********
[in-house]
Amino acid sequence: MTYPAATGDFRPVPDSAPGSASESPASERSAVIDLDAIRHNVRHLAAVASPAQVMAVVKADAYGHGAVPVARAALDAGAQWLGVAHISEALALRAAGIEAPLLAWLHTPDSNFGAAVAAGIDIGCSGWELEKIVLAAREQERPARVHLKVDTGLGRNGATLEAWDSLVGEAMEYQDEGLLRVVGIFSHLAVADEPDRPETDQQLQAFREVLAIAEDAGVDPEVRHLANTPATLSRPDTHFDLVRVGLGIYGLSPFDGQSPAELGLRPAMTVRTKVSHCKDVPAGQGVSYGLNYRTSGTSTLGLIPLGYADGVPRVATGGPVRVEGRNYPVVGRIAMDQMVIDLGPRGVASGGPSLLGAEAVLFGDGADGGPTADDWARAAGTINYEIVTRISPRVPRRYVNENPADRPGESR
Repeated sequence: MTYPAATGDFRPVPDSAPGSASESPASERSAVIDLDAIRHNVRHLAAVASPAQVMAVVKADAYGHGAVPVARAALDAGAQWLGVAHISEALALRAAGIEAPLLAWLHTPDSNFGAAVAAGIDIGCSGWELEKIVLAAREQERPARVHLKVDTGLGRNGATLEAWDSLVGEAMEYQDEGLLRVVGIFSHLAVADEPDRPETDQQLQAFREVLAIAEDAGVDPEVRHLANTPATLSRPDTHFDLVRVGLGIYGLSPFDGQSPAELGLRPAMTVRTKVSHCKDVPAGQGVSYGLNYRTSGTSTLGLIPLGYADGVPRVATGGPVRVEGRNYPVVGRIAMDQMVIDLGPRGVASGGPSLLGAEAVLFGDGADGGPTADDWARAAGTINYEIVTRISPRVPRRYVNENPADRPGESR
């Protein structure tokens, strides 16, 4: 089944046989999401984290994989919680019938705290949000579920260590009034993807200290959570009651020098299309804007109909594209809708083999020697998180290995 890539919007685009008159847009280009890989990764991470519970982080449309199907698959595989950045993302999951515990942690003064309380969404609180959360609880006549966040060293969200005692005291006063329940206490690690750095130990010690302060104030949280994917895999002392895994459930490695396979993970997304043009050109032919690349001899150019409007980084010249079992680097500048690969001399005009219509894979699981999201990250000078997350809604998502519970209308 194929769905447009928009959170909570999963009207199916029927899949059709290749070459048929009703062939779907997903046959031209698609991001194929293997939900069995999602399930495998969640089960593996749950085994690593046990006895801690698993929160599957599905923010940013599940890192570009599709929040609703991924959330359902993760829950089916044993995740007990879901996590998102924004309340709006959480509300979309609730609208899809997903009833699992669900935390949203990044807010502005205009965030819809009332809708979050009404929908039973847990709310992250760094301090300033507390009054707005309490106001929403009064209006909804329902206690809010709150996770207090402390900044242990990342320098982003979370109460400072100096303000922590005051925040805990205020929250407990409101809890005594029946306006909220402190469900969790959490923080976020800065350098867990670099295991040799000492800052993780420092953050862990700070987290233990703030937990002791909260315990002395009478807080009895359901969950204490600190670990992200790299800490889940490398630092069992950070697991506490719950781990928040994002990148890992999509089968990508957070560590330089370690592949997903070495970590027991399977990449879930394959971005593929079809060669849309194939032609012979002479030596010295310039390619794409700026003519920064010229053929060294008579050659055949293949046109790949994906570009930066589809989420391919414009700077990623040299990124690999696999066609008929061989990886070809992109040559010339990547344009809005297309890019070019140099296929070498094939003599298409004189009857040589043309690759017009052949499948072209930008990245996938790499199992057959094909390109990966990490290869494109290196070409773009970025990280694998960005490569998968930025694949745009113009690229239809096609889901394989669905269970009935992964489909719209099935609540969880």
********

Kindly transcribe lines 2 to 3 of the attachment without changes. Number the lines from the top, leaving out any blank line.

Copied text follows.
Amino acid sequence: MTYPAATGDFRPVPDSAPGSASESPASERSAVIDLDAIRHNVRHLAAVASPAQVMAVVKADAYGHGAVPVARAALDAGAQWLGVAHISEALALRAAGIEAPLLAWLHTPDSNFGAAVAAGIDIGCSGWELEKIVLAAREQERPARVHLKVDTGLGRNGATLEAWDSLVGEAMEYQDEGLLRVVGIFSHLAVADEPDRPETDQQLQAFREVLAIAEDAGVDPEVRHLANTPATLSRPDTHFDLVRVGLGIYGLSPFDGQSPAELGLRPAMTVRTKVSHCKDVPAGQGVSYGLNYRTSGTSTLGLIPLGYADGVPRVATGGPVRVEGRNYPVVGRIAMDQMVIDLGPRGVASGGPSLLGAEAVLFGDGADGGPTADDWARAAGTINYEIVTRISPRVPRRYVNENPADRPGESR
Repeated sequence: MTYPAATGDFRPVPDSAPGSASESPASERSAVIDLDAIRHNVRHLAAVASPAQVMAVVKADAYGHGAVPVARAALDAGAQWLGVAHISEALALRAAGIEAPLLAWLHTPDSNFGAAVAAGIDIGCSGWELEKIVLAAREQERPARVHLKVDTGLGRNGATLEAWDSLVGEAMEYQDEGLLRVVGIFSHLAVADEPDRPETDQQLQAFREVLAIAEDAGVDPEVRHLANTPATLSRPDTHFDLVRVGLGIYGLSPFDGQSPAELGLRPAMTVRTKVSHCKDVPAGQGVSYGLNYRTSGTSTLGLIPLGYADGVPRVATGGPVRVEGRNYPVVGRIAMDQMVIDLGPRGVASGGPSLLGAEAVLFGDGADGGPTADDWARAAGTINYEIVTRISPRVPRRYVNENPADRPGESR